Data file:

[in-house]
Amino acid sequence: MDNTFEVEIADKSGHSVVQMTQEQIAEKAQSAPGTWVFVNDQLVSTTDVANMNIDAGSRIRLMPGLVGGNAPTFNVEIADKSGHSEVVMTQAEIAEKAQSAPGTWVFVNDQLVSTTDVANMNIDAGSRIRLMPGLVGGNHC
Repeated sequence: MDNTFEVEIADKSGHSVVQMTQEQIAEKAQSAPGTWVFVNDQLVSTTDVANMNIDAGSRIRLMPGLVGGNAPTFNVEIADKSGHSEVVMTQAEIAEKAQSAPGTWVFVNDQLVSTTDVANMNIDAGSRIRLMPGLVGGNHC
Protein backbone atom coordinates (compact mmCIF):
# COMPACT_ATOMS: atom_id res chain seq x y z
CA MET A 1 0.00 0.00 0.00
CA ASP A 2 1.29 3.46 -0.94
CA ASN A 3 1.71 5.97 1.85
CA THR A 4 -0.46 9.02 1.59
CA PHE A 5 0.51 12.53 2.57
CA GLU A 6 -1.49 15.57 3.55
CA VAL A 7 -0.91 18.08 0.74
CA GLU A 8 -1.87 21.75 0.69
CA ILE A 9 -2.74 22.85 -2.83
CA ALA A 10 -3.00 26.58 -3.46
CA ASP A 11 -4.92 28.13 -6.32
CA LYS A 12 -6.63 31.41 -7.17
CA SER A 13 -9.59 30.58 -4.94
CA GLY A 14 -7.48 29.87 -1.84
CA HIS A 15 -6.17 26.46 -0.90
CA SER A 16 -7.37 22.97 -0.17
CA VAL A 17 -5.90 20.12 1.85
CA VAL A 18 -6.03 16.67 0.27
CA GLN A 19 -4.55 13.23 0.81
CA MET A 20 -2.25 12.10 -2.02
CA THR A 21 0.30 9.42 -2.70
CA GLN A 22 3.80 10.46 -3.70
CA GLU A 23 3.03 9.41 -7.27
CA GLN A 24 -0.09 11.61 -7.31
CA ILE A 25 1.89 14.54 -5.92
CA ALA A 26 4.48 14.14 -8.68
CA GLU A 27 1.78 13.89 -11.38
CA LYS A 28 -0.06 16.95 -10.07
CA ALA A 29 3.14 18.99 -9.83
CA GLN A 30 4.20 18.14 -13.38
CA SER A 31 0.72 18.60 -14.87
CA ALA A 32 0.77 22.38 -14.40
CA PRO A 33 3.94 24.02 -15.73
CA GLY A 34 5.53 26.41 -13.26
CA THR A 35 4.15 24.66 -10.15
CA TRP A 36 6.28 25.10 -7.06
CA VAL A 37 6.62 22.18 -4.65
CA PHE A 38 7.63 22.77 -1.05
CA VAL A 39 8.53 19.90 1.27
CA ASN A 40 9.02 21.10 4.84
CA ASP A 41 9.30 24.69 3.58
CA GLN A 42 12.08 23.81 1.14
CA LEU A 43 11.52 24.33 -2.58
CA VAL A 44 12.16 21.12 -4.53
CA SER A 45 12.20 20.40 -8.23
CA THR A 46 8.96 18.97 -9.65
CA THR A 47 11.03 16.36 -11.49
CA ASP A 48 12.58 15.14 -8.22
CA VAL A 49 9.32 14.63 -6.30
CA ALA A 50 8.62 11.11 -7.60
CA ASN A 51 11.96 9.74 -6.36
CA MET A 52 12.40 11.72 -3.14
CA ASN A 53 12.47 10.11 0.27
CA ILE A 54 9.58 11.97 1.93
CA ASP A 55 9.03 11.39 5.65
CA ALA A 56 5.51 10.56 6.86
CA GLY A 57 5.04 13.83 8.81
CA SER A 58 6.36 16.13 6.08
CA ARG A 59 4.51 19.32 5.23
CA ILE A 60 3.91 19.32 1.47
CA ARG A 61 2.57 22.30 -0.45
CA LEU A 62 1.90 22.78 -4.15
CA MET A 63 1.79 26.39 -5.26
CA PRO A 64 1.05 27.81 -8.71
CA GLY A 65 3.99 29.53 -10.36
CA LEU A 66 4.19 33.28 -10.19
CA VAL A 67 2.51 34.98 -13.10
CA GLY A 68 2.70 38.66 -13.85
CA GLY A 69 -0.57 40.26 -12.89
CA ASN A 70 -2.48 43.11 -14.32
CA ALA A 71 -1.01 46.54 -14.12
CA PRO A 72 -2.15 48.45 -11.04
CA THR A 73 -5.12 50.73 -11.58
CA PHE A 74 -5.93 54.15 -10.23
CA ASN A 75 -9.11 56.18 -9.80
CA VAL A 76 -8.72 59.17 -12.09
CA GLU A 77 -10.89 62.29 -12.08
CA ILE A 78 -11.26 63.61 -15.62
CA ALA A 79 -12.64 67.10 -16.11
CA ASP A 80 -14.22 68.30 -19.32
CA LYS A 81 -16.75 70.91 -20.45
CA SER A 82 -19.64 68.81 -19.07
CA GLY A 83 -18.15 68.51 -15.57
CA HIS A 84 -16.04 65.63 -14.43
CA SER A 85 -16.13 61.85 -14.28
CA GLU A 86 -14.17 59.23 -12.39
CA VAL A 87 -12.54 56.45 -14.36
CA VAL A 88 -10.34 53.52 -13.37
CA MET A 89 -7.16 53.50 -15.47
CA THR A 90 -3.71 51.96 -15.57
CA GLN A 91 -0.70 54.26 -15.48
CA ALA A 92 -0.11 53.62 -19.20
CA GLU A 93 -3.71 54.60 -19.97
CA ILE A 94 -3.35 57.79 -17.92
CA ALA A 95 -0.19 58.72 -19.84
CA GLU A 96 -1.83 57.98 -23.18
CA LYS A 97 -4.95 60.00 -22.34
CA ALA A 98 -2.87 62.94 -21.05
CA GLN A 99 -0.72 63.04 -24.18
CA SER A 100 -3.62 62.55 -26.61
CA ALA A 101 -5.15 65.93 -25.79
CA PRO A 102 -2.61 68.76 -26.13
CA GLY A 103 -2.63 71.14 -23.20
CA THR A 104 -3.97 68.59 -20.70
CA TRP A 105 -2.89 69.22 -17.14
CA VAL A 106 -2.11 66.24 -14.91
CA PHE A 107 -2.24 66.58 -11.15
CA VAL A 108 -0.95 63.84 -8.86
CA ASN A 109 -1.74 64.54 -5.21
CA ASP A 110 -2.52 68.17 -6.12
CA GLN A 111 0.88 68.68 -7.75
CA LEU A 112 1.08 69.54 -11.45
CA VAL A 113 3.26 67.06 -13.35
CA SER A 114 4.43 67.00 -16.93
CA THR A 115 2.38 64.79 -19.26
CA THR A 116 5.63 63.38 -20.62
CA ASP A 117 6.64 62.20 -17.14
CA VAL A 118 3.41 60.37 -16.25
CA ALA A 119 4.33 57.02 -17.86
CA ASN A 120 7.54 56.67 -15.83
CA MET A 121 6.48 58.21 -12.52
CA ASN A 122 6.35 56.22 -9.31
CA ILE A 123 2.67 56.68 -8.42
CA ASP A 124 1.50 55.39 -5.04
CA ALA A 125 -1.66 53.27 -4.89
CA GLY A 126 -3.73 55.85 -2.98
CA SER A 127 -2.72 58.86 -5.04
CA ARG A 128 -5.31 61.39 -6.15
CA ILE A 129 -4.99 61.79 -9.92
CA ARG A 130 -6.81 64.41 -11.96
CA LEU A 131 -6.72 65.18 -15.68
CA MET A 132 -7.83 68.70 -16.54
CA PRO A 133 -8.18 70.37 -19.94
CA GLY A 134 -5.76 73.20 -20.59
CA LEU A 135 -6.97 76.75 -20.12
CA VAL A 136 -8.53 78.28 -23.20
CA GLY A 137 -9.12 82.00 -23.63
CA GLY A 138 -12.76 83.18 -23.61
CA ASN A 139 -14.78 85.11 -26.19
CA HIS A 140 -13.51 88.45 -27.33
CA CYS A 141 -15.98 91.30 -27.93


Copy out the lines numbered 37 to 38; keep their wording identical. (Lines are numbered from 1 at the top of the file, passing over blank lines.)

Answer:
CA ALA A 32 0.77 22.38 -14.40
CA PRO A 33 3.94 24.02 -15.73